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Milosevic cites alleged FBI report linking Kosovo rebels to al-Qaida


THE HAGUE, Netherlands (AP) _ Slobodan Milosevic claimed that al-Qaida militants had assisted Balkan rebels in their fight for independence from Serbia and asked a Kosovo Albanian witness testifying in his war crimes trial Friday if he had heard of Osama bin Laden.

The former Yugoslav president made the allegations while cross-examining Sabit Kadriu, a 41-year-old human rights worker who told the court Thursday how Serb forces murdered more than 100 civilians as they tried to flee Kosovo in 1999.

Milosevic quoted from an alleged FBI report, dated Dec. 18, 2001, which he said proved that al-Qaida had established a terrorist network in Kosovo to help the Muslim population. He identified the report as a congressional statement from the intelligence service.

The authenticity of the document could not be independently confirmed and he gave no details on how he obtained it.

Milosevic first asked Kadriu if he knew anything about ``mujahadeen atrocities'' in Kosovo or if he had heard of bin Laden, the Saudi man held responsible for the Sept. 11 attacks in New York and Washington.

``That is a figment of your imagination,'' Kadriu said, rejecting Milosevic's claims.

The former Yugoslav leader, on trial for war crimes in Kosovo, Bosnia and Croatia during the Balkan conflicts in the 1990s, then read out from the document in English.

``Al-Qaida supports Muslim fighters in Bosnia, Chechnya and Kosovo'' among other regions, he read, referring to the death of civilians in the region. He said ``the al-Qaida branch of the KLA'' was specialized in killing in Kosovo.

``I don't know anything about that, there are no mujahedeen in Kosovo,'' the witness responded. ``The first I heard of al-Qaida was after the crime in the United States.''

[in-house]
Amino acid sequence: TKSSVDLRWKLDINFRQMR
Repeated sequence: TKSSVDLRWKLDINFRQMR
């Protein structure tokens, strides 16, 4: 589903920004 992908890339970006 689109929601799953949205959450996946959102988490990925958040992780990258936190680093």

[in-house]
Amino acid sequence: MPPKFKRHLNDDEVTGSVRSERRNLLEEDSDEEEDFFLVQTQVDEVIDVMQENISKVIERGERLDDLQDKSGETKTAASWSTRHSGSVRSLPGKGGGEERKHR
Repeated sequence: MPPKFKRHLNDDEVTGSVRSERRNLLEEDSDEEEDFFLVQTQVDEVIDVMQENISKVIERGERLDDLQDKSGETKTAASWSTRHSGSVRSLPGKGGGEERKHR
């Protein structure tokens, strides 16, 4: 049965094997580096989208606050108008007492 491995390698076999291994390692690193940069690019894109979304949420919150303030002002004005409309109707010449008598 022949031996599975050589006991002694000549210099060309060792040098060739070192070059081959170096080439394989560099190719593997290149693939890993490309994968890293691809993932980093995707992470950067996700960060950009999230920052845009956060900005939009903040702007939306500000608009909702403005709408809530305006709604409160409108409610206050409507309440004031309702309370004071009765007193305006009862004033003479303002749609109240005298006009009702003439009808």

Milosevic persisted, holding up another sheet of paper. It was not clear if this was a separate document.

``Well, here I have a report from the Congressional Research Service Front Line, saying that al-Qaida cells have been identified in Kosovo, Bosnia, Albania ... is that true, yes or no?'' he said.

``I don't know anything about that,'' Kadriu said.

The witness recounted events during NATO's 1999 bombing campaign against Yugoslavia, describing how Serb forces fired machine guns and grenades at a column of thousands of ethnic Albanians fleeing under a white banner near the end of the bloody Kosovo war.

Kadriu, a survivor of the shelling, was later imprisoned and tortured by Serb police, he said, before being expelled to Albania in May 1999. He was the 14th witness to testify in Milosevic's trial which started Feb. 12.

But Milosevic dismissed Kadriu's testimony as ``sheer unadulterated lies.''

``Neither the (Serb) army nor the police committed any war crimes,'' Milosevic said.

Milosevic, the highest ranking official to go on trial since Nazi and Japanese leaders in the aftermath of World War II. He could face a life sentence if convicted on any of 66 counts, including genocide.

Countering Milosevic's assertions that Serbs had not committed crimes, Kadriu asked sarcastically: ``So who were they committed by, extraterrestrials?''

Kadriu then told Milosevic he was making a ``mockery of the victims ... he should be ashamed of himself.''

The defendant and the accused engrossed in heated exchanges, during which Kadriu looked Milosevic in the eyes, unlike other witnesses who were apparently intimidated by Milosevic's presence.

``You did the ethnic cleansing of Kosovo, this is what you did,'' Kadriu asserted and when Milosevic instructed him to limit his answers. ``Don't shut me up here, you have shut my rights for the past ten years,'' he said angrily.
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